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Editorial: Oregon's Complicated & Racially Charged Standoff
Posted by Steve Juon at Tuesday, January 5th, 2016 at 12:00AM :: Email this article :: Print this article



Editorial courtesy of Steve 'Flash' Juon.

[Oregon sign courtesy Wikimedia Commons]I've been to a lot of different places in the United States over the years, but if I had to tick off one of those "states I've visited" maps you see frequently on Facebook, I wouldn't be able to color in Oregon. It's not for lack of interest. I have both friends and family in the Northwest that I'd love to visit. I hear the food scene in Portland is quite good and the scenic beauty of the national parks is second to none. These days however I tend to go only to places I can justify as being part of a business trip, and there hasn't been one business related reason for me to go to Oregon. Not a single one.

If I was covering national news as opposed to hip-hop and mixed martial arts though, I'd probably be on the first flight leaving to Oregon right now, because the Citizens for Constitutional Freedom have caused an uproar by seizing a federal wildlife outpost 30 miles outside of Burn, Oregon. They initially said they were taking over the building to protest additional jail time for Dwight and Steven Hammond, two ranchers who were convicted of intentionally setting a wildfire on federal land. The Hammonds for their part have said "thanks but no thanks" to the offer of support, intending to serve out the rest of their sentence (the mandatory minimum was five but a lenient judge tried to give them two) peacefully.

The CFCF (an acronym that seems to have been hastily thrown together after the occupying militia seized the building) had another bone of contention though - federal jurisdiction over the the natural resources of the Western states. Those same "scenic parks" I referred to earlier sprang up when large tracts of land were set aside by the U.S. government as the nation expanded Westward following the Civil War. In truth many of the areas are rugged terrain, sparsely populated, and would probably be infrequently used or visited were they NOT set aside as national parks. In the view of the ranchers, farmers and activists though the government has set aside too MUCH land and (in dubious conspiracy theory language) accuses them of trying to seize even more.

I consider myself a reasonable enough man and have tried to see both sides of the coin - the right of the government to preserve some dwindling amount of our Earth's wild and untamed beauty to be appreciated by future generations, and the right of human beings to thrive off the land as they have done for thousands of years long before government as we know it existed. I'd be the first to concede the federal government has vastly overreached into every area of our lives, often in ways that even the dystopian writings of George Orwell couldn't have imagined. The problem is that it's hard to have sympathy for the CFCF when their spokesman is Ammon Bundy, a man whose father has made statements that set racial relations back decades.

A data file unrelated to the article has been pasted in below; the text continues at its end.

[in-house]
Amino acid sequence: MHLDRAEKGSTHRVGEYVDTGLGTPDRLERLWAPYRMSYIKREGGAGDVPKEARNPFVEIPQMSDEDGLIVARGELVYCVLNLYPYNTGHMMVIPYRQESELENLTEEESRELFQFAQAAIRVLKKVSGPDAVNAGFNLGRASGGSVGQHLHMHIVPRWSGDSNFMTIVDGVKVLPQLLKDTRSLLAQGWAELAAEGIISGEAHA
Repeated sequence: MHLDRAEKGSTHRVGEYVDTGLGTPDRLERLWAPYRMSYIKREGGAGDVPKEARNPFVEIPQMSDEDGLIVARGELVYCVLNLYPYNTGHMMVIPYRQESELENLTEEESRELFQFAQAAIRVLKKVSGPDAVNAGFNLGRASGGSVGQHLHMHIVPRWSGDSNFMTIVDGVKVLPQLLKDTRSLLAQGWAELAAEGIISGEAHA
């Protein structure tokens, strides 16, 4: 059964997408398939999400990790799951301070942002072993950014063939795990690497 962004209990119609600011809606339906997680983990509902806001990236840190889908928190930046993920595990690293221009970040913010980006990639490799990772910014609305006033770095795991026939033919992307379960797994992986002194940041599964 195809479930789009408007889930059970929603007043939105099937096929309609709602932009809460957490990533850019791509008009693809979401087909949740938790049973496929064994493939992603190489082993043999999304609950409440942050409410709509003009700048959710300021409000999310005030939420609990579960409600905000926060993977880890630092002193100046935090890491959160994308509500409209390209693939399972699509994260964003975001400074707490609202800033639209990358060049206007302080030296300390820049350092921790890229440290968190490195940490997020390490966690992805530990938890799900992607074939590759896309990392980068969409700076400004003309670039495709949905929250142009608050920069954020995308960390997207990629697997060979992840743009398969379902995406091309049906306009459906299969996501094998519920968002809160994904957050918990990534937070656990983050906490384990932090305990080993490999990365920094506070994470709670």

Seizing a federal building and holding it by armed force makes many in the #BlackLivesMatter movement question if they'd be treated with the same kid gloves if they occupied a federal building to protest their grievances. I think sadly we all know the response would be VERY different compared to the "wait and see" approach the Oregonian occupation has gotten so far. If Ferguson has taught us anything over the last two years, it's that "protesting injustice" means entirely different things depending on whether you are black or white, and it has exposed a deep divide that a lot of Americans tried for years to pretend either didn't exist or ignore despite the obvious evidence that it did.

I don't believe that seizing federal buildings is the right way to air your grievances in either case, but I also don't agree with the double standard that many local and federal governments and law enforcement officials in this country take, and the fact that race is so clearly a part of that double standard. It's the very reason that response movements like #AllLivesMatter come across as racist no matter how naively sincere they might be. The fact that all lives matter should go without saying, but #BLM is about forcing people to wake up to double standards, acknowledge them, and commit to changing them while #ALM just wants to pretend it can all go away if we all love each other a little more.

The response to CFCF vs. the response to #BLM in Ferguson, Baltimore, New York City and more should be an excuse for everybody reading to "stay woke" and realize that there's still a problem in this country. Besides at the end of the day CFCF isn't really standing up for the rights of all Americans - just the rights of a subset of a subset of white Americans who harbor some unconscionable racists in their membership. I can't get down with that. I still hope the dispute can be settled peacefully, but I'd rather see crooked cops in major metropolitan areas not get away with shooting little boys carrying water pistols first. There's a much greater injustice out there than not having enough land for a few cattle to graze on and much bigger problems this country needs to solve first.

Love y'all though Oregon. I'm still coming to Voodoo Doughnut one of these days. It'll happen.

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